In The New Yorker's The Sporting Scene blog, Nilkanth Patel discusses how the New York Knicks and their recent winning streak represent hope. [The New Yorker]
The Aesthete's Rebecca Carroll presents a rare interview with Salman Rushdie, whose famed book Midnight's Children is now a movie, directed by his friend Deepa Mehta. [The Aesthete]
New astroid in the neighborhood? Well, maybe. National Geographic's Marc Kaufman explains NASA's plan to identify and reel in an astroid that's been "flying around" deep space. Interesting. [National Geographic]
PHOTOGRAPHY BY Sara Krulwich VIA
Brunch Plans: Bagatelle’s New Menu
The MPD staple elevates its popular brunch parties with new food offerings.
April 12, 2013
If you like your brunch with a side of beats from a renowned DJ, then you probably already know Bagatelle. But with the Meatpacking staple’s recently revamped French-inspired brunch offerings, you’ve got another excuse to take part in one of New York’s most exciting brunch parties. Start your meal off with the popular Bagatelle pastry basket, or something lighter like the new tartare de Bagatelle—ahi tuna tartare, avocado salad, lime soy vinaigrette, and taro chips. Share plates of charcuterie, cheese, and crudités are also good first-course options.
New brunch dishes comprise creative French twists on lunch and breakfast favorites. If you’re craving a morning-centric meal, try the Nutella French toast served on homemade brioche with fresh raspberries, or the lobster omelet. Lunch-leaning dishes include a beef shortrib, tomato, and smoked mozzarella grilled sandwich, while those after a more substantial main will want to order the homemade gnocchi with black truffle pesto filling and pesto sauce. Appropriately upscale drink options, like bottles of Dom Perignon, a predominantly French wine list, or a signature twist on a mojito, wash it all down.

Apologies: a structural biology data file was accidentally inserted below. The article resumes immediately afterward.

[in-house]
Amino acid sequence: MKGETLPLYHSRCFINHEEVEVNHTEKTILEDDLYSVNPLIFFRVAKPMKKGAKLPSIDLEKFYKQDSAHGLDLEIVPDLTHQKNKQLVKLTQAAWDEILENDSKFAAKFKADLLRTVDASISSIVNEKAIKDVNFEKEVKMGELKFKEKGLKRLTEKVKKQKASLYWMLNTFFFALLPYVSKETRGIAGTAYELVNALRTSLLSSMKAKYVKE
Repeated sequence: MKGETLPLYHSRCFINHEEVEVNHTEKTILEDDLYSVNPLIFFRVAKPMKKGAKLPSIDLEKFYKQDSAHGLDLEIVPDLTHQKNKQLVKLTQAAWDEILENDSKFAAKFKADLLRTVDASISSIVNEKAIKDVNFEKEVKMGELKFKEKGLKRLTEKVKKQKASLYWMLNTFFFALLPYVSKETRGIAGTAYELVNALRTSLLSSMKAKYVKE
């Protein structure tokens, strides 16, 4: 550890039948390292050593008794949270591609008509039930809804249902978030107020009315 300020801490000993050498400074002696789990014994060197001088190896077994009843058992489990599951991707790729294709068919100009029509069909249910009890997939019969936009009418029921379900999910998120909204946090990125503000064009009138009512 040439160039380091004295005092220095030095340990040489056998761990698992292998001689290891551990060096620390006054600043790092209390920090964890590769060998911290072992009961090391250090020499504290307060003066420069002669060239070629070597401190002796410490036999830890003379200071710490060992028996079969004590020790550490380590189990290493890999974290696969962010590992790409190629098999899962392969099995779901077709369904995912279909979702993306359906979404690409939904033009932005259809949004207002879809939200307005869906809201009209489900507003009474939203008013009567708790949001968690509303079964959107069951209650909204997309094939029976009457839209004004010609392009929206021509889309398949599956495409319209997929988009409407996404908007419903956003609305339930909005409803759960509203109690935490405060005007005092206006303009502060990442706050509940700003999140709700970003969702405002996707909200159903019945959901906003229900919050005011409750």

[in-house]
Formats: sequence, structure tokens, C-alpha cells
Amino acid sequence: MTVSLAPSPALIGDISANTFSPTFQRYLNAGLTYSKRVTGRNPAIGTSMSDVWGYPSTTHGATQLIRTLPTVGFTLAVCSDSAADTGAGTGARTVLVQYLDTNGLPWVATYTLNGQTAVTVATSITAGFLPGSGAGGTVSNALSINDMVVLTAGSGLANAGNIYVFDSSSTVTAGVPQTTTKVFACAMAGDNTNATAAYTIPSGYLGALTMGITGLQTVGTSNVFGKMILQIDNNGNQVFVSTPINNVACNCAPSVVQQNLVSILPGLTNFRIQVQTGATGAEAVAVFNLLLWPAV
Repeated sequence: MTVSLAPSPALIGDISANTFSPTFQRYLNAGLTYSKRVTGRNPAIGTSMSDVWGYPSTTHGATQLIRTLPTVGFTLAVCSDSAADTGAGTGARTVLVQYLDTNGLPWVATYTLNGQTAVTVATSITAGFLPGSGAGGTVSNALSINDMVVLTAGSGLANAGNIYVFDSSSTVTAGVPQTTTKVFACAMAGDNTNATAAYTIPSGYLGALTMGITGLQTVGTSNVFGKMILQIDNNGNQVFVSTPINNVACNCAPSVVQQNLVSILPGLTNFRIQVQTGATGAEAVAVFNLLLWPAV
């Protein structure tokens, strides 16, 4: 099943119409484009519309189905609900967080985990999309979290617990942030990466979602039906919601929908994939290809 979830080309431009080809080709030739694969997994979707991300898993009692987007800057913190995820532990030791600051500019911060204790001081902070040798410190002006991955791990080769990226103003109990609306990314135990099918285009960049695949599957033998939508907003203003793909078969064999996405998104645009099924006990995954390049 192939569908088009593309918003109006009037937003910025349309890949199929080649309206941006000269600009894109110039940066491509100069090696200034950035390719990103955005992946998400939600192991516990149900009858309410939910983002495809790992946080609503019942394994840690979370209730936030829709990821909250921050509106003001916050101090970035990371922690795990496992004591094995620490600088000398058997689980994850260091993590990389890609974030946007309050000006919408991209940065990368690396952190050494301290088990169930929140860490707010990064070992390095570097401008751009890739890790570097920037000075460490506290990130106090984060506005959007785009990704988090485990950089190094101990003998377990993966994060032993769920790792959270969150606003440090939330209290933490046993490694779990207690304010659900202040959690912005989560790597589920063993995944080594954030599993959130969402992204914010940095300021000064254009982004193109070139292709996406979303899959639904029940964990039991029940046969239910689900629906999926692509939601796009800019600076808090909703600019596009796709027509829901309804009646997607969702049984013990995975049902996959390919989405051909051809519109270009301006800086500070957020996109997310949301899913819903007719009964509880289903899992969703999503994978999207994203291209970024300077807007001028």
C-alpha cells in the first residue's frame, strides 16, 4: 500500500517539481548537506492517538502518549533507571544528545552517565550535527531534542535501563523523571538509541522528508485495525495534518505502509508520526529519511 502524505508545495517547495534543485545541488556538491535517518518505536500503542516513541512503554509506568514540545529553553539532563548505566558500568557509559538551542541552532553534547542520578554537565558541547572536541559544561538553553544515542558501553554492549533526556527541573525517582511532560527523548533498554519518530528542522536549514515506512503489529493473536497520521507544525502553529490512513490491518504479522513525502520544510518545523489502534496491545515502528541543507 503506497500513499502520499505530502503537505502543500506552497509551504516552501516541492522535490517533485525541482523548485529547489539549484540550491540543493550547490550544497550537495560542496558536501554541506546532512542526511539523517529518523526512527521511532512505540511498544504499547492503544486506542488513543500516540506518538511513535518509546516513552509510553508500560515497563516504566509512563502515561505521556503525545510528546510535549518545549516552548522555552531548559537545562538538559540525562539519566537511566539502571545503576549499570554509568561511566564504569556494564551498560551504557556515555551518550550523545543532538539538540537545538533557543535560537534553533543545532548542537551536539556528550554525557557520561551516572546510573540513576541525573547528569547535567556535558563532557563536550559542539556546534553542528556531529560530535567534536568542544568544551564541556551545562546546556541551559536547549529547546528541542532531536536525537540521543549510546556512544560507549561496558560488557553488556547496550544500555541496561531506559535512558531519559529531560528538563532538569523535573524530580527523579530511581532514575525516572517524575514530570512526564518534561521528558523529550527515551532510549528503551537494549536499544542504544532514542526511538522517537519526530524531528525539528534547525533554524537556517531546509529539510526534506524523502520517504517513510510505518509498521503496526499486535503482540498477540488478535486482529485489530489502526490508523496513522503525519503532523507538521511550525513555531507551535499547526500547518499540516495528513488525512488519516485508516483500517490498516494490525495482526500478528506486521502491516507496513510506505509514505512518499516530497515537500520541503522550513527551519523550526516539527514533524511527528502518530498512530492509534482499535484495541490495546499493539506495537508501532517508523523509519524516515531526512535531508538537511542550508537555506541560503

Despite its revised menu, Bagatelle’s touchstone—its Parisian bistro atmosphere—stays the same as when owners Aymeric Clemente and Remi Laba launched in early 2008. Expect an expansive marble bar, crisp white tablecloths, multiple hanging chandeliers, sumptuous upholstered banquettes, and clean white walls flecked with colorful contemporary art. Although it sounds like the last place for a full-scale soiree, that’s part of the charm here.
A DJ spins all throughout Saturday and Sunday brunch service (which runs from 11:30 am-4:30 pm with dinner service immediately following), but around 3:30 pm the curtains are drawn, the lights are dimmed, and the music turns up a notch. Add smoke, whistles, flashing lights, and a fully packed house at both the tables and the bar, and this is when the well-dressed partygoers sipping from bottles via neon straws really get into full swing. The early afternoon fête is the perfect prelude to a Saturday night out or a full-on Sunday funday—just be prepared for the shock of stepping outside and discovering it’s still daytime. 1 Little W. 12th St., Meatpacking District, 212-488-2110